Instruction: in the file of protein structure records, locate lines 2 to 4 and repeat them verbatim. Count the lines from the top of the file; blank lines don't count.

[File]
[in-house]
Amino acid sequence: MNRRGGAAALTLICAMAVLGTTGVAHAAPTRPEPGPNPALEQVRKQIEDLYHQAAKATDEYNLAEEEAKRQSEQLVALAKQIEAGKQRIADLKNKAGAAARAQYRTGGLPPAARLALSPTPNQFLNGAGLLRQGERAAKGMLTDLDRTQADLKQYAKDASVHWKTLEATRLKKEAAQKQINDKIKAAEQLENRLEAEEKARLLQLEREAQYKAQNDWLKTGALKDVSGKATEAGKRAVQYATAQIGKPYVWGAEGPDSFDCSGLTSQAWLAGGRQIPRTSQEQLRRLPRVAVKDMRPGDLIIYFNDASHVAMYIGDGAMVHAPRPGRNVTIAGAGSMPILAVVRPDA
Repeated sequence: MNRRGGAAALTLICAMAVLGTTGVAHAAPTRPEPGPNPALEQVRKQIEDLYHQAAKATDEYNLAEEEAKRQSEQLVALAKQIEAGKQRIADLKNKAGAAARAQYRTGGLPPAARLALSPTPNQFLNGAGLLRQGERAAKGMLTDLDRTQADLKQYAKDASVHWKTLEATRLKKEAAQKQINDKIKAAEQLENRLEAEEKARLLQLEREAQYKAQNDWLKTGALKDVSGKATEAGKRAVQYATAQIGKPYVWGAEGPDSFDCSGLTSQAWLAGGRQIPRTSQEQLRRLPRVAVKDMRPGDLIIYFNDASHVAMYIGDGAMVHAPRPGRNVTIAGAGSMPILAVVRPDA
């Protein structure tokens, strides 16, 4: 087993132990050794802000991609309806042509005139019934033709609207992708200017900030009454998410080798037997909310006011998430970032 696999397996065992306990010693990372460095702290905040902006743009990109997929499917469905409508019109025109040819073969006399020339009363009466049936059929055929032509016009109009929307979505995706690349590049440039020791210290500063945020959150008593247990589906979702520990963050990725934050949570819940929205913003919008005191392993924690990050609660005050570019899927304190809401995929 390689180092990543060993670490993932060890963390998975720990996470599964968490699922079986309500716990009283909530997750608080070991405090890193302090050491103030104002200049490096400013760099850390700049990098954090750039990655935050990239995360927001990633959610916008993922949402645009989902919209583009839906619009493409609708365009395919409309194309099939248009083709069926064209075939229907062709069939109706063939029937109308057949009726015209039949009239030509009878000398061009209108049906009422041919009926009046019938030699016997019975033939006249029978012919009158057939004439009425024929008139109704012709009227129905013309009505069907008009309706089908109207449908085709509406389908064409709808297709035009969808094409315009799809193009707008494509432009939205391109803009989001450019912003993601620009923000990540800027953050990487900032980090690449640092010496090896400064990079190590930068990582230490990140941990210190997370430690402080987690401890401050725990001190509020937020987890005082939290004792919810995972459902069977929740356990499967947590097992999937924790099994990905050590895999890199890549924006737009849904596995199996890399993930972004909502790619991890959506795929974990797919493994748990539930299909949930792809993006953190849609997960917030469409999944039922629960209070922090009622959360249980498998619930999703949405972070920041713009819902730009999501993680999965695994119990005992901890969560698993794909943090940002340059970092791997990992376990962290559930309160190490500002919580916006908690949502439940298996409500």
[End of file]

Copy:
Amino acid sequence: MNRRGGAAALTLICAMAVLGTTGVAHAAPTRPEPGPNPALEQVRKQIEDLYHQAAKATDEYNLAEEEAKRQSEQLVALAKQIEAGKQRIADLKNKAGAAARAQYRTGGLPPAARLALSPTPNQFLNGAGLLRQGERAAKGMLTDLDRTQADLKQYAKDASVHWKTLEATRLKKEAAQKQINDKIKAAEQLENRLEAEEKARLLQLEREAQYKAQNDWLKTGALKDVSGKATEAGKRAVQYATAQIGKPYVWGAEGPDSFDCSGLTSQAWLAGGRQIPRTSQEQLRRLPRVAVKDMRPGDLIIYFNDASHVAMYIGDGAMVHAPRPGRNVTIAGAGSMPILAVVRPDA
Repeated sequence: MNRRGGAAALTLICAMAVLGTTGVAHAAPTRPEPGPNPALEQVRKQIEDLYHQAAKATDEYNLAEEEAKRQSEQLVALAKQIEAGKQRIADLKNKAGAAARAQYRTGGLPPAARLALSPTPNQFLNGAGLLRQGERAAKGMLTDLDRTQADLKQYAKDASVHWKTLEATRLKKEAAQKQINDKIKAAEQLENRLEAEEKARLLQLEREAQYKAQNDWLKTGALKDVSGKATEAGKRAVQYATAQIGKPYVWGAEGPDSFDCSGLTSQAWLAGGRQIPRTSQEQLRRLPRVAVKDMRPGDLIIYFNDASHVAMYIGDGAMVHAPRPGRNVTIAGAGSMPILAVVRPDA
């Protein structure tokens, strides 16, 4: 087993132990050794802000991609309806042509005139019934033709609207992708200017900030009454998410080798037997909310006011998430970032 696999397996065992306990010693990372460095702290905040902006743009990109997929499917469905409508019109025109040819073969006399020339009363009466049936059929055929032509016009109009929307979505995706690349590049440039020791210290500063945020959150008593247990589906979702520990963050990725934050949570819940929205913003919008005191392993924690990050609660005050570019899927304190809401995929 390689180092990543060993670490993932060890963390998975720990996470599964968490699922079986309500716990009283909530997750608080070991405090890193302090050491103030104002200049490096400013760099850390700049990098954090750039990655935050990239995360927001990633959610916008993922949402645009989902919209583009839906619009493409609708365009395919409309194309099939248009083709069926064209075939229907062709069939109706063939029937109308057949009726015209039949009239030509009878000398061009209108049906009422041919009926009046019938030699016997019975033939006249029978012919009158057939004439009425024929008139109704012709009227129905013309009505069907008009309706089908109207449908085709509406389908064409709808297709035009969808094409315009799809193009707008494509432009939205391109803009989001450019912003993601620009923000990540800027953050990487900032980090690449640092010496090896400064990079190590930068990582230490990140941990210190997370430690402080987690401890401050725990001190509020937020987890005082939290004792919810995972459902069977929740356990499967947590097992999937924790099994990905050590895999890199890549924006737009849904596995199996890399993930972004909502790619991890959506795929974990797919493994748990539930299909949930792809993006953190849609997960917030469409999944039922629960209070922090009622959360249980498998619930999703949405972070920041713009819902730009999501993680999965695994119990005992901890969560698993794909943090940002340059970092791997990992376990962290559930309160190490500002919580916006908690949502439940298996409500």